4

We have a Cisco 4700 ACE Router/Load Balancer which sits on the outside of our DMZ.

In addition we have that forward network traffic in round-robin mode to 2 IIS servers. We have opened up SSL port 443 to the router from outside and set-up a SSL certificate on both IIS servers with the correct bindings to the certificates. The certificate is valid and the Root certificate is also trusted.

Whenever when we connect to the router, we receive TCP packets on 443 on the server receiving the request, but then the connection stops and in the web browser get "No data received".

Is it even possible to have SSL working on servers behind the router or does the SSL need to be terminated at the point the request comes in?

If the current set-up is ok, what is the issue?

Just to give some extra information, when we trace the packets into the IIS server, the last packet before no packets are sent is a HTTPS RST, ACK packet.

1
  • Did any answer help you? if so, you should accept the answer so that the question doesn't keep popping up forever, looking for an answer. Alternatively, you could provide and accept your own answer.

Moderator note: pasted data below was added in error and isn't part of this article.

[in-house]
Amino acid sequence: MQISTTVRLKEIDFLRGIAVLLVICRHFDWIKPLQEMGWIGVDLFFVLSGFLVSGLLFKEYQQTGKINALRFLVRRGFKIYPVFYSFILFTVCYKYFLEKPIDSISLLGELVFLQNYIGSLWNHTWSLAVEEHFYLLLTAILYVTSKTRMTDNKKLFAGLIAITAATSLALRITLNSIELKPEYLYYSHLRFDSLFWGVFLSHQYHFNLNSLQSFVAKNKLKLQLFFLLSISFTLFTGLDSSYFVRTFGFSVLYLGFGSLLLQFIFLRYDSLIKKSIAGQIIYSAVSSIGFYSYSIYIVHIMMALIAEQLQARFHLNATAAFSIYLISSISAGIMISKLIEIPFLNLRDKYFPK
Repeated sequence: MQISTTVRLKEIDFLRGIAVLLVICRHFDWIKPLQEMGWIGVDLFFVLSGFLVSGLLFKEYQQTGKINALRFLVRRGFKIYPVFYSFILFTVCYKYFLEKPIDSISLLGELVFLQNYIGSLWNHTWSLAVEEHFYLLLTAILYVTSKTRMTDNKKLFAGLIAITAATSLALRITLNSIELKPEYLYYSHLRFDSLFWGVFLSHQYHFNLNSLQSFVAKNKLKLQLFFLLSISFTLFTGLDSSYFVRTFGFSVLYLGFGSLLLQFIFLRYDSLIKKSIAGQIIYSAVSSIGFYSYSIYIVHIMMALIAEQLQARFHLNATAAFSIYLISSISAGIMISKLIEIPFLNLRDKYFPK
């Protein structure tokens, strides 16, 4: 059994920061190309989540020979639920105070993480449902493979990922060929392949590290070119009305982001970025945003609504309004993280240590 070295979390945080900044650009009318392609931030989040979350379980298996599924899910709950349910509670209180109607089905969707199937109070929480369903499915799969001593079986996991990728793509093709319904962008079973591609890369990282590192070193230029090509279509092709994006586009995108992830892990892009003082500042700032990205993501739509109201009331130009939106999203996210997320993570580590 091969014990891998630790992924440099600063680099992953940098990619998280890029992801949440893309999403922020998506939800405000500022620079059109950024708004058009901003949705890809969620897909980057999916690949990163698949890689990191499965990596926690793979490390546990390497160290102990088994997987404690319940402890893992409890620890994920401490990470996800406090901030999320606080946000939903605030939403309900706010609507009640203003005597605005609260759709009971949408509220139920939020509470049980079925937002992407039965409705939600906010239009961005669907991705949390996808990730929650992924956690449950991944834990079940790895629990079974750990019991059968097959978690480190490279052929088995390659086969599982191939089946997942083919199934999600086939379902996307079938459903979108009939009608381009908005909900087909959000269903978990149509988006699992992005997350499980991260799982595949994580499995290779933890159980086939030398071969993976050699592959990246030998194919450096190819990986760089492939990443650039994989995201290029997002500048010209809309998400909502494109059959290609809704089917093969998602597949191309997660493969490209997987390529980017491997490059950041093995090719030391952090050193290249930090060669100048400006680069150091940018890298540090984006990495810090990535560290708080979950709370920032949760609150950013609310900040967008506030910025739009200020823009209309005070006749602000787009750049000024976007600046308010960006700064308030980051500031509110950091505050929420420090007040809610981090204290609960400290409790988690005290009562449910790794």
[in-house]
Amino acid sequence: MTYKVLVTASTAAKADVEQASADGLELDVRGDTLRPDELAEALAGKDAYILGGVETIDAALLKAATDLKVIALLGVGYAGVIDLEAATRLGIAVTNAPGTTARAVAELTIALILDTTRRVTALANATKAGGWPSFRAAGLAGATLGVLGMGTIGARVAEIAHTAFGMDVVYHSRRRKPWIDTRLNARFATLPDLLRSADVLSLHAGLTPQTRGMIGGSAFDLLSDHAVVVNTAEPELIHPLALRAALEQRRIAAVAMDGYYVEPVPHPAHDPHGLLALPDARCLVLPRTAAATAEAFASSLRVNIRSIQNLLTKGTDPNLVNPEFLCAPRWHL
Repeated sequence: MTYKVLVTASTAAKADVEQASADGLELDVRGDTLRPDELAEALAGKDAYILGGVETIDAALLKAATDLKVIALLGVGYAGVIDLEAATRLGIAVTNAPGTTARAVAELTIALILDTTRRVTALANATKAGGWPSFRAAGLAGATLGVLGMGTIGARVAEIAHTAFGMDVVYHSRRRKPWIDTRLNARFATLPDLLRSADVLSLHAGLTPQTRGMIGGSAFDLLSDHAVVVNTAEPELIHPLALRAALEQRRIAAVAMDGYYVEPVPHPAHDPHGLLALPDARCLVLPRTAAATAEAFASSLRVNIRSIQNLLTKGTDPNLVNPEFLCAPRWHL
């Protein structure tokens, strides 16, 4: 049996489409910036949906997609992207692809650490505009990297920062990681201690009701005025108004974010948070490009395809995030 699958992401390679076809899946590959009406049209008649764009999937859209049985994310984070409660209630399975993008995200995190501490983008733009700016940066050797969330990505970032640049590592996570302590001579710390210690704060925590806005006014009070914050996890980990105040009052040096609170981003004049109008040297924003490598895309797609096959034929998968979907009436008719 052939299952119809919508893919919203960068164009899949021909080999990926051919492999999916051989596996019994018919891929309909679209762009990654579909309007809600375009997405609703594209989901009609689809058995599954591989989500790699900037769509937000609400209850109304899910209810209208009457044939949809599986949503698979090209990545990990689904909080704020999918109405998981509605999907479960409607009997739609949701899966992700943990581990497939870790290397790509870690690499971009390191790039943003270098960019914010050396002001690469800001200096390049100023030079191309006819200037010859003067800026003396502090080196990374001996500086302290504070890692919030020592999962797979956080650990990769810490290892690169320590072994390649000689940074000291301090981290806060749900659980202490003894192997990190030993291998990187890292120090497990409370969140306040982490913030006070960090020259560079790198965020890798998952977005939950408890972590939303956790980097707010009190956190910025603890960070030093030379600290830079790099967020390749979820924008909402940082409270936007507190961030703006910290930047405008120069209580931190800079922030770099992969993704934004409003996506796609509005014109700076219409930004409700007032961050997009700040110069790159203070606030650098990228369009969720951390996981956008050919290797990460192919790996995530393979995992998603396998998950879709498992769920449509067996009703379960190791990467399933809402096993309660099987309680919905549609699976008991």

– Ron Maupin
    Aug 8 '17 at 18:06
3

Load balancing SSL is tricky. (I and several coworkers hold a patent on how to do it without decoding the traffic.) If you have a 1:1 NAT, there should be no problems... everything always goes to the same place. If you have connections bouncing between hosts, problems will start to pop up unless the SSL servers have a shared SSL session cache -- I don't think IIS can. Without a shared cache, session resumes will not be possible when a connection is sent to a different server.

The most common (patent unencumbered) way to do this is, as you mentioned, by handling SSL at a single point and then load balancing from there to internal SSL or non-SSL servers.

Your Answer

By clicking “Post Your Answer”, you agree to our terms of service, privacy policy and cookie policy

Not the answer you're looking for? Browse other questions tagged or ask your own question.